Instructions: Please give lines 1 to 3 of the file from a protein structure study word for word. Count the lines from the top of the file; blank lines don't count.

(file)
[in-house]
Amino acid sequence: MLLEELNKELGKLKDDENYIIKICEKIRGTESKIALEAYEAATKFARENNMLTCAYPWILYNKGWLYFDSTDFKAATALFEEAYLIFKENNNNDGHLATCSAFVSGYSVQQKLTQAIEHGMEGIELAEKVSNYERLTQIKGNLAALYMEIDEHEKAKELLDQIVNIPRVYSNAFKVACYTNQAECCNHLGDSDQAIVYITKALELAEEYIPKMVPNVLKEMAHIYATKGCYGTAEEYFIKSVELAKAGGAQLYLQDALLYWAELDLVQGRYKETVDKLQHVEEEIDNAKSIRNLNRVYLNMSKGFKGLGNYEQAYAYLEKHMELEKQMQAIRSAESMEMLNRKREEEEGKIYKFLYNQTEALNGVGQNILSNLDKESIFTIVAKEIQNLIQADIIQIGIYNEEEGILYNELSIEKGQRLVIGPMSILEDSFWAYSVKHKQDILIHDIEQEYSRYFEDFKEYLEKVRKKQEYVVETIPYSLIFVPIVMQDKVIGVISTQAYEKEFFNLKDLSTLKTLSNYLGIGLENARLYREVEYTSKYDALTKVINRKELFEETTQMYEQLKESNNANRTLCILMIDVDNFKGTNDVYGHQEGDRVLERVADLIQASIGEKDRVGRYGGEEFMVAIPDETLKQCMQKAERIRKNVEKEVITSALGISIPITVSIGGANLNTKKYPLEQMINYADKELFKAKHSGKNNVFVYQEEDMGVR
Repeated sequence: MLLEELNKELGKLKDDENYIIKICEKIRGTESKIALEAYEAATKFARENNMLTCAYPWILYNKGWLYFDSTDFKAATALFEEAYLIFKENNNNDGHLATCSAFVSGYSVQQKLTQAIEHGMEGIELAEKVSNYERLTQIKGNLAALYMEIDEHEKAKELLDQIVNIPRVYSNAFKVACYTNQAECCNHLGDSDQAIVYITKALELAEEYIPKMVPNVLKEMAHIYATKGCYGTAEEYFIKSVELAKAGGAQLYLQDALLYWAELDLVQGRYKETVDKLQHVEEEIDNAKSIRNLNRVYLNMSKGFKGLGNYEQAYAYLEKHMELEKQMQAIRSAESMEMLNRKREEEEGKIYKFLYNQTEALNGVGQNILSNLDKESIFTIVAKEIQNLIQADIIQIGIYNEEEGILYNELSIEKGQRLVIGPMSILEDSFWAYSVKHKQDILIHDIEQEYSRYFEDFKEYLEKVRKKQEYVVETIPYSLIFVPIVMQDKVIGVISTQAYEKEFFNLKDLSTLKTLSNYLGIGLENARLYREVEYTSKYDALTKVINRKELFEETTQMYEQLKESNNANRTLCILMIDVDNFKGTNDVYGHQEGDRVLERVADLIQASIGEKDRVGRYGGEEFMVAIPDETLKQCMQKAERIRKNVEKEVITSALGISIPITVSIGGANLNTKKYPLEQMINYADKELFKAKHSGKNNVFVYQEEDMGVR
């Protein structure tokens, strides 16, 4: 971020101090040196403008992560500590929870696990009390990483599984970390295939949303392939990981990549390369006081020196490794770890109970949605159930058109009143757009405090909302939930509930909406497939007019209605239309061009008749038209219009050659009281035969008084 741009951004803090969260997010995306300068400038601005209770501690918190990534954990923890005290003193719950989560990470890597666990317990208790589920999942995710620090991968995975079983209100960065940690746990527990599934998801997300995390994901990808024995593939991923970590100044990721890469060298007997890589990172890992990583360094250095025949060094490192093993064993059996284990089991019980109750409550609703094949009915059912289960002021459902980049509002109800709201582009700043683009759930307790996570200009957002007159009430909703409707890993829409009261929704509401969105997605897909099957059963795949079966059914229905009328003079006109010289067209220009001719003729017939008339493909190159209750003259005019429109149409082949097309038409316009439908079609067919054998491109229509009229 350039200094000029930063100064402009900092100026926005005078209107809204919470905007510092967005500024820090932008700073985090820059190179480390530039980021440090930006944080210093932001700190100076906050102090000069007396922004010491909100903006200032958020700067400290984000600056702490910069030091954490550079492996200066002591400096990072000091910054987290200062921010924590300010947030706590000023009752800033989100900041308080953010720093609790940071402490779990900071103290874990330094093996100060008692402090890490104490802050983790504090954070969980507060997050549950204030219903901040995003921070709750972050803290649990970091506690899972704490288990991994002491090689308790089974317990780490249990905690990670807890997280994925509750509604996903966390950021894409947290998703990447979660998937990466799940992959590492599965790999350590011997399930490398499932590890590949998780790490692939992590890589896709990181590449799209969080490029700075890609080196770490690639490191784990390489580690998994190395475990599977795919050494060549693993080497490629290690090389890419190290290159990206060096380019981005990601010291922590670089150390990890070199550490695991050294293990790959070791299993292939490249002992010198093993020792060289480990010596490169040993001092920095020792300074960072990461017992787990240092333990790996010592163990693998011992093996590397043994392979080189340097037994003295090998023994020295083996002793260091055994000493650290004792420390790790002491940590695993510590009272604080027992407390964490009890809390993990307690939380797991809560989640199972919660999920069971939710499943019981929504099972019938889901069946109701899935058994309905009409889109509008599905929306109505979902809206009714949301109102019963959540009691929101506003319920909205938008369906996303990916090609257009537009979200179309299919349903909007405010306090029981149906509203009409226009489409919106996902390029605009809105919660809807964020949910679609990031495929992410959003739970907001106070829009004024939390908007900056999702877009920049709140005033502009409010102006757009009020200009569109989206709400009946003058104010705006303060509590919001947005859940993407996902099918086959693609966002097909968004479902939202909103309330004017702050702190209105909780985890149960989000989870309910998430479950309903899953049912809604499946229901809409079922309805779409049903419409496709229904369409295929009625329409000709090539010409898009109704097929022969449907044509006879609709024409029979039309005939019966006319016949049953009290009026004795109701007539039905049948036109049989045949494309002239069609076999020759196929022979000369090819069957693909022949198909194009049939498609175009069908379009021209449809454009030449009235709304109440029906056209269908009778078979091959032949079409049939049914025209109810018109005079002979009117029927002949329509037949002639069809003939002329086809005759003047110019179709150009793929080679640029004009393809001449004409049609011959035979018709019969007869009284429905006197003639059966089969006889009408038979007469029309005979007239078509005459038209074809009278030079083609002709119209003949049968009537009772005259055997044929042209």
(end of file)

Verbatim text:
[in-house]
Amino acid sequence: MLLEELNKELGKLKDDENYIIKICEKIRGTESKIALEAYEAATKFARENNMLTCAYPWILYNKGWLYFDSTDFKAATALFEEAYLIFKENNNNDGHLATCSAFVSGYSVQQKLTQAIEHGMEGIELAEKVSNYERLTQIKGNLAALYMEIDEHEKAKELLDQIVNIPRVYSNAFKVACYTNQAECCNHLGDSDQAIVYITKALELAEEYIPKMVPNVLKEMAHIYATKGCYGTAEEYFIKSVELAKAGGAQLYLQDALLYWAELDLVQGRYKETVDKLQHVEEEIDNAKSIRNLNRVYLNMSKGFKGLGNYEQAYAYLEKHMELEKQMQAIRSAESMEMLNRKREEEEGKIYKFLYNQTEALNGVGQNILSNLDKESIFTIVAKEIQNLIQADIIQIGIYNEEEGILYNELSIEKGQRLVIGPMSILEDSFWAYSVKHKQDILIHDIEQEYSRYFEDFKEYLEKVRKKQEYVVETIPYSLIFVPIVMQDKVIGVISTQAYEKEFFNLKDLSTLKTLSNYLGIGLENARLYREVEYTSKYDALTKVINRKELFEETTQMYEQLKESNNANRTLCILMIDVDNFKGTNDVYGHQEGDRVLERVADLIQASIGEKDRVGRYGGEEFMVAIPDETLKQCMQKAERIRKNVEKEVITSALGISIPITVSIGGANLNTKKYPLEQMINYADKELFKAKHSGKNNVFVYQEEDMGVR
Repeated sequence: MLLEELNKELGKLKDDENYIIKICEKIRGTESKIALEAYEAATKFARENNMLTCAYPWILYNKGWLYFDSTDFKAATALFEEAYLIFKENNNNDGHLATCSAFVSGYSVQQKLTQAIEHGMEGIELAEKVSNYERLTQIKGNLAALYMEIDEHEKAKELLDQIVNIPRVYSNAFKVACYTNQAECCNHLGDSDQAIVYITKALELAEEYIPKMVPNVLKEMAHIYATKGCYGTAEEYFIKSVELAKAGGAQLYLQDALLYWAELDLVQGRYKETVDKLQHVEEEIDNAKSIRNLNRVYLNMSKGFKGLGNYEQAYAYLEKHMELEKQMQAIRSAESMEMLNRKREEEEGKIYKFLYNQTEALNGVGQNILSNLDKESIFTIVAKEIQNLIQADIIQIGIYNEEEGILYNELSIEKGQRLVIGPMSILEDSFWAYSVKHKQDILIHDIEQEYSRYFEDFKEYLEKVRKKQEYVVETIPYSLIFVPIVMQDKVIGVISTQAYEKEFFNLKDLSTLKTLSNYLGIGLENARLYREVEYTSKYDALTKVINRKELFEETTQMYEQLKESNNANRTLCILMIDVDNFKGTNDVYGHQEGDRVLERVADLIQASIGEKDRVGRYGGEEFMVAIPDETLKQCMQKAERIRKNVEKEVITSALGISIPITVSIGGANLNTKKYPLEQMINYADKELFKAKHSGKNNVFVYQEEDMGVR